What is ‘Quid Pro Quo’
A Latin phrase meaning “something for something”. This term is typically used in financial circles to describe a mutual agreement between two parties in which each party provides a good or service in return for a good or service.
Explaining ‘Quid Pro Quo’
Quid pro quo agreements are sometimes viewed negatively. For example, in a quid pro quo agreement between a large financial house and a company, the financial house might alter poor stock ratings in exchange for company business. In response to these potential occurrences, the NASD has issued rules in order to ensure that firms put customers’ interests before their own.
A positive example of a quid pro quo agreement is a soft dollar agreement. In a soft dollar agreement, one firm (Firm A) uses another firm’s (Firm B) research. In exchange, Firm B executes all of Firm A’s trades. This exchange of services is used as payment in lieu of a traditional, hard dollar payment.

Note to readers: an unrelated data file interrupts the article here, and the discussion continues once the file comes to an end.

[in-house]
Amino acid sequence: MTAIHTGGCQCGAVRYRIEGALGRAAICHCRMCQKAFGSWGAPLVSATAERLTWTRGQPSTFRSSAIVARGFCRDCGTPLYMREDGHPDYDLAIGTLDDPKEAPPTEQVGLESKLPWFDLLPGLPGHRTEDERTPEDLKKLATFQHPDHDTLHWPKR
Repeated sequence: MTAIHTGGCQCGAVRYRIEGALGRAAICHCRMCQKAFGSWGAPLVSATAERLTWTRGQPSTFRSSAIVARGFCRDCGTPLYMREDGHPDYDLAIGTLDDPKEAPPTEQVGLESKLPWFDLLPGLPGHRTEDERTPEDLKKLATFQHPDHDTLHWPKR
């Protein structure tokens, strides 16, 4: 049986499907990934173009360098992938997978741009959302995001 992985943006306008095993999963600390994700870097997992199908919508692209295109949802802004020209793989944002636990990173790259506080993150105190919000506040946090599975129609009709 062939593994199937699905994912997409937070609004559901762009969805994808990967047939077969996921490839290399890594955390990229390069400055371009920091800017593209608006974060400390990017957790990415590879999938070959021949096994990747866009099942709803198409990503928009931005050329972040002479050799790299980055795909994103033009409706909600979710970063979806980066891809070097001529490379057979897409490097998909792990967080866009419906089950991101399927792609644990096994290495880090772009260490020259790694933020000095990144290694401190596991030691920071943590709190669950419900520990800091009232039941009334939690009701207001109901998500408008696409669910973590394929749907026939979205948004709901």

- Quid pro quo: Builders, politicians, and election finance in India – papers.ssrn.com [PDF]
- Quid pro quo? corporate returns to campaign contributions – www.journals.uchicago.edu [PDF]
- European economic government and the corporatist – onlinelibrary.wiley.com [PDF]
- Quid pro quo in IPOs: Why book-building is dominating auctions – papers.ssrn.com [PDF]
- The economics of campaign funds – link.springer.com [PDF]